Duke volleyball player called racial slurs at BYU match said school, officials failed in response

A Duke volleyball player who was subject to racial slurs and heckling during the Blue Devils’ match at BYU on Friday said that officials at the game and BYU officials were far too slow to help them after being made aware of what was happening.

Rachel Richardson, a sophomore outside hitter for Duke, confirmed that she and her Black teammates were heckled during the game by BYU fans. Richardson’s godmother said Saturday that Richardson was called a racial slur every time she served, was threatened by a white male and told to “watch her back” and more.

Richardson said in a lengthy statement on Twitter on Sunday morning that she and her other Black teammates were “targeted and racially heckled throughout the entirety of the match,” and that neither BYU officials nor game officials reacted well enough to help protect them both in the moment and after the contest had ended.

“The slurs and comments grew into threats which caused us to feel unsafe,” Richardson wrote. “Both the officials and BYU coaching staff were made aware of the incident during the game, but failed to take the necessary steps to stop the unacceptable behavior to create a safe environment. As a result, my teammates and I had to struggle to get through the rest of the game instead of just being able to focus on our playing so that we could compete at the highest level possible.

“They also failed to adequately address the situation immediately following the game when it was brought to their attention again. No athlete, regardless of their race, should ever be subject to such hostile conditions.”

Richardson praised BYU athletic director Tom Holmoe for his help. BYU has since banned a fan from all athletic venues on campus, and said that the man in question was not a BYU student.

Richardson was reportedly supposed to meet with BYU coach Heather Olmstead about the incident, too, but Olmstead reportedly did not show up.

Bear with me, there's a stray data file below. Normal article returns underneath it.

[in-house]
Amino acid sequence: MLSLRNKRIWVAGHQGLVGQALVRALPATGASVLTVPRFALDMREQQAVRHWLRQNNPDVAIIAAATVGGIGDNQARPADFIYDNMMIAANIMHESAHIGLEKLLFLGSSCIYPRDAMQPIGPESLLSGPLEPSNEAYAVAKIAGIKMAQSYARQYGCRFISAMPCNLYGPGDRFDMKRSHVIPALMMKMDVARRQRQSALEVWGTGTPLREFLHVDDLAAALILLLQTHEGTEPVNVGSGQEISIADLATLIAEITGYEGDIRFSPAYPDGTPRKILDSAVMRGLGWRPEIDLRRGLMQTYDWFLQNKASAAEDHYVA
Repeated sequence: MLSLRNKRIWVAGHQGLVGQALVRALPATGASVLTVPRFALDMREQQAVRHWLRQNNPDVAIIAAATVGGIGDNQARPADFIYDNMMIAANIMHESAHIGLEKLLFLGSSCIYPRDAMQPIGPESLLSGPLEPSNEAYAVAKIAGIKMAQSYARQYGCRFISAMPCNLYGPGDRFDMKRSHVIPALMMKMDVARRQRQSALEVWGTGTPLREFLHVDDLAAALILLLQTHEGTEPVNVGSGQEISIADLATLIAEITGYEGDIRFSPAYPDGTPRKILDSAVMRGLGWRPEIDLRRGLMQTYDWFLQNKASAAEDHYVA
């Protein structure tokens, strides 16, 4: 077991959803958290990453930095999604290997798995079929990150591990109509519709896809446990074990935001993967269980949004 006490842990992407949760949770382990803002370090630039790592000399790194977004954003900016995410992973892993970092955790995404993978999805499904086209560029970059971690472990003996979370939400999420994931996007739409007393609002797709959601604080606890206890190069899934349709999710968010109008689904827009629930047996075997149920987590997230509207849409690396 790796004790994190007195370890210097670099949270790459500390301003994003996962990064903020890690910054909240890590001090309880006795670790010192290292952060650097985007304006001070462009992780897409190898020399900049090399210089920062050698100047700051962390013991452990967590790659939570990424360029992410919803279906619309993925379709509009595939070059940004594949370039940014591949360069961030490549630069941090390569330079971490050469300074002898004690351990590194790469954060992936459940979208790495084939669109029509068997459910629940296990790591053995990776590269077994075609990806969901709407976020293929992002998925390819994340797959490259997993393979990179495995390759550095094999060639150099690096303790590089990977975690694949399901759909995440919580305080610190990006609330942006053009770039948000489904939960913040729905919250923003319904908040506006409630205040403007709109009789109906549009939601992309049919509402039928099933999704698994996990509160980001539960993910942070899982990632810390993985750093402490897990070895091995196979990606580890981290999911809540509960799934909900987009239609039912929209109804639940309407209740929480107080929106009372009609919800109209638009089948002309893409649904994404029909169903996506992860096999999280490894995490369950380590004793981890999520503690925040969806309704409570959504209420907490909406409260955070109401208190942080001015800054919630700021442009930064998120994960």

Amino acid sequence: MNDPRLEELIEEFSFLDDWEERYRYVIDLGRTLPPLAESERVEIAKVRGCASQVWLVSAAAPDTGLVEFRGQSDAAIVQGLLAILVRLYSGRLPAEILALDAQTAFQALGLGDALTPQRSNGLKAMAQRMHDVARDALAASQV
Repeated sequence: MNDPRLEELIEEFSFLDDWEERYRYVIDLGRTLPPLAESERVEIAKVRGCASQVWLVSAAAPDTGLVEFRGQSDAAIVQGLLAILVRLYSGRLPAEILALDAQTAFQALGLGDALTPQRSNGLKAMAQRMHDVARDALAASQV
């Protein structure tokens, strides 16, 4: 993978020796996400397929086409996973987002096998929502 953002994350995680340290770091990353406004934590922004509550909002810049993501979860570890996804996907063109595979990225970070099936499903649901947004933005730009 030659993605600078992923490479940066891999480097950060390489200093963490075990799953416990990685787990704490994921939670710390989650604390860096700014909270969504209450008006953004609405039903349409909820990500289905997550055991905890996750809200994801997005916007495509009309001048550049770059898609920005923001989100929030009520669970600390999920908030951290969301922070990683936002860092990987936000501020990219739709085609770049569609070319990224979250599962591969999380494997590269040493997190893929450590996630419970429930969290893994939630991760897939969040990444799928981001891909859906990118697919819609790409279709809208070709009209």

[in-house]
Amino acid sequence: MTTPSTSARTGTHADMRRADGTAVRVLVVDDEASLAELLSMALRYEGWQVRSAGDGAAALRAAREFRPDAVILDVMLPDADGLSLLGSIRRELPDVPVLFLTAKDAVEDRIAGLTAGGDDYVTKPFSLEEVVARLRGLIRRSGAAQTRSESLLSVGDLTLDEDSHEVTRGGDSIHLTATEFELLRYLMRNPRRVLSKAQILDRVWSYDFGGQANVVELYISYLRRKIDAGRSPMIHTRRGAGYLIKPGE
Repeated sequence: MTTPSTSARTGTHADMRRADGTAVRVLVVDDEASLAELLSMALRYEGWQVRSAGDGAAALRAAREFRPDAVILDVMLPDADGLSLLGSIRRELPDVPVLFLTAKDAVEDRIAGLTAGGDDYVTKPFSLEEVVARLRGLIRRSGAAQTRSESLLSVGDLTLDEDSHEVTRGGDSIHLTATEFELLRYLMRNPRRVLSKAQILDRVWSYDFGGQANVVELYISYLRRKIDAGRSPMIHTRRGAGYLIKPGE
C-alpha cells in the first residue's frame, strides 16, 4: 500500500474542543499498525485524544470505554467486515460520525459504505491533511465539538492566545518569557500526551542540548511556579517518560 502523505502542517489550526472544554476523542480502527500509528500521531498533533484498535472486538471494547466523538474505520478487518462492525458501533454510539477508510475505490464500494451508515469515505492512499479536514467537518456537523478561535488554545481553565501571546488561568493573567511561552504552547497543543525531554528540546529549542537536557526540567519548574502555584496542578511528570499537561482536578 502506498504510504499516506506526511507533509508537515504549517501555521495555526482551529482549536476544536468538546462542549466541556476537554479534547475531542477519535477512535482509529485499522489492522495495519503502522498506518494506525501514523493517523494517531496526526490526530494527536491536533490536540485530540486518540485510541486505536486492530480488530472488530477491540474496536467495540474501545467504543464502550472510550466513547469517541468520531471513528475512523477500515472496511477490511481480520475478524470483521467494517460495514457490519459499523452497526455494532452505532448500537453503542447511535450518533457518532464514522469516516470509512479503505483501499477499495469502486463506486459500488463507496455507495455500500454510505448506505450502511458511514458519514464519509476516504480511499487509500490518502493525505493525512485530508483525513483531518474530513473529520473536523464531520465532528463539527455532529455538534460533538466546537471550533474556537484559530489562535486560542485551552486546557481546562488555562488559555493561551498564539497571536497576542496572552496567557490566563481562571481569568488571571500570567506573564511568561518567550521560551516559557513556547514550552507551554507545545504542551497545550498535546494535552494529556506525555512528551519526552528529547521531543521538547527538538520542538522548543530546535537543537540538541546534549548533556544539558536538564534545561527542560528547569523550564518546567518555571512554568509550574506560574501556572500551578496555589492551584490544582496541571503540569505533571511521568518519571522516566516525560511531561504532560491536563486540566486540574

Richardson said it was never their intention to call BYU out, “but rather to call them up.”

“This is not the first time this has happened in college athletics, and sadly it likely will not be the last time,” she said. “However, each time it happens we as student athletes, coaches, fans and administrators have a chance to educate those who act in hateful ways. This is an opportunity to dig deep into closed cultures which tolerate amoral racist acts, such as those exhibited Friday night, and change them for the better.

“It is not enough to indicate that you are not racist, instead you must demonstrate that you are anti-racist.”

Richardson also defended her and her teammates’ move to keep playing on Friday instead of protesting or refusing to move forward.

She said that she didn’t want the heckling to stop her from doing what she loved.

“I refused to allow those racist bigots to feel any degree of satisfaction from thinking that their comments had ‘gotten to me,’” she said. “So, I pushed through and finished the game. Therefore, on behalf of my African American teammates and I, we do not want to receive pity or to be looked at as helpless. We do not feel as though we are victims of some tragic unavoidable event.

“We are proud to be young African American women; We are proud to be Duke student athletes, and we are proud to stand up against racism.”

A Duke volleyball player said she was heckled and targeted with racial slurs at BYU on Friday night.
A Duke volleyball player said she was heckled and targeted with racial slurs at BYU on Friday night. (C. Morgan Engel/NCAA Photos/Getty Images)